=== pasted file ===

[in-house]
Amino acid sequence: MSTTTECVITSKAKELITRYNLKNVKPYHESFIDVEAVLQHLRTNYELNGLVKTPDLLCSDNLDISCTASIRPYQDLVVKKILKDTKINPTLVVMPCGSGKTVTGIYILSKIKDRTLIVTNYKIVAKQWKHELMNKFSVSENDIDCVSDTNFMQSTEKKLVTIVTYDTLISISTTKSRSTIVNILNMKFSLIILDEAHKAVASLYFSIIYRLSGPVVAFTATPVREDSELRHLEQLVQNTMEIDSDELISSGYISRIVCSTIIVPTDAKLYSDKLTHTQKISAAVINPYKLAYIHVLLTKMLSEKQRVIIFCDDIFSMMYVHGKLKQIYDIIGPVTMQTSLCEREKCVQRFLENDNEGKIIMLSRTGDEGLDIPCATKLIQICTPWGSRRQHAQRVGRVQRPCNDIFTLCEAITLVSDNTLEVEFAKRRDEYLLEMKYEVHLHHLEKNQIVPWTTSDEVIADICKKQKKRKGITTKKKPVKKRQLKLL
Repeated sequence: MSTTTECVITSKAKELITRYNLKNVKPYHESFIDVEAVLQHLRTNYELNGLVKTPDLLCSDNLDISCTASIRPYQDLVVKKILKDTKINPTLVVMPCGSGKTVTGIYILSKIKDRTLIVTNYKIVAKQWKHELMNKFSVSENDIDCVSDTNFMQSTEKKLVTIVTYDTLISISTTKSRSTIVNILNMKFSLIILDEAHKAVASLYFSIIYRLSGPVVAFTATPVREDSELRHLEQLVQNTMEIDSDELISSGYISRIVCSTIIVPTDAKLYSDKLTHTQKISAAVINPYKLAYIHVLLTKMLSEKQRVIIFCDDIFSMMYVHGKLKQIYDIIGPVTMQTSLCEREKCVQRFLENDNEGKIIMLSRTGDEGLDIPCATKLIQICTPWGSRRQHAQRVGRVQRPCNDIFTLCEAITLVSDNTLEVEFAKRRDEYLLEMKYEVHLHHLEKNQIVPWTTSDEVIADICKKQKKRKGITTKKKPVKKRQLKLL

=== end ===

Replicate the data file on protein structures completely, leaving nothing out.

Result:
[in-house]
Amino acid sequence: MSTTTECVITSKAKELITRYNLKNVKPYHESFIDVEAVLQHLRTNYELNGLVKTPDLLCSDNLDISCTASIRPYQDLVVKKILKDTKINPTLVVMPCGSGKTVTGIYILSKIKDRTLIVTNYKIVAKQWKHELMNKFSVSENDIDCVSDTNFMQSTEKKLVTIVTYDTLISISTTKSRSTIVNILNMKFSLIILDEAHKAVASLYFSIIYRLSGPVVAFTATPVREDSELRHLEQLVQNTMEIDSDELISSGYISRIVCSTIIVPTDAKLYSDKLTHTQKISAAVINPYKLAYIHVLLTKMLSEKQRVIIFCDDIFSMMYVHGKLKQIYDIIGPVTMQTSLCEREKCVQRFLENDNEGKIIMLSRTGDEGLDIPCATKLIQICTPWGSRRQHAQRVGRVQRPCNDIFTLCEAITLVSDNTLEVEFAKRRDEYLLEMKYEVHLHHLEKNQIVPWTTSDEVIADICKKQKKRKGITTKKKPVKKRQLKLL
Repeated sequence: MSTTTECVITSKAKELITRYNLKNVKPYHESFIDVEAVLQHLRTNYELNGLVKTPDLLCSDNLDISCTASIRPYQDLVVKKILKDTKINPTLVVMPCGSGKTVTGIYILSKIKDRTLIVTNYKIVAKQWKHELMNKFSVSENDIDCVSDTNFMQSTEKKLVTIVTYDTLISISTTKSRSTIVNILNMKFSLIILDEAHKAVASLYFSIIYRLSGPVVAFTATPVREDSELRHLEQLVQNTMEIDSDELISSGYISRIVCSTIIVPTDAKLYSDKLTHTQKISAAVINPYKLAYIHVLLTKMLSEKQRVIIFCDDIFSMMYVHGKLKQIYDIIGPVTMQTSLCEREKCVQRFLENDNEGKIIMLSRTGDEGLDIPCATKLIQICTPWGSRRQHAQRVGRVQRPCNDIFTLCEAITLVSDNTLEVEFAKRRDEYLLEMKYEVHLHHLEKNQIVPWTTSDEVIADICKKQKKRKGITTKKKPVKKRQLKLL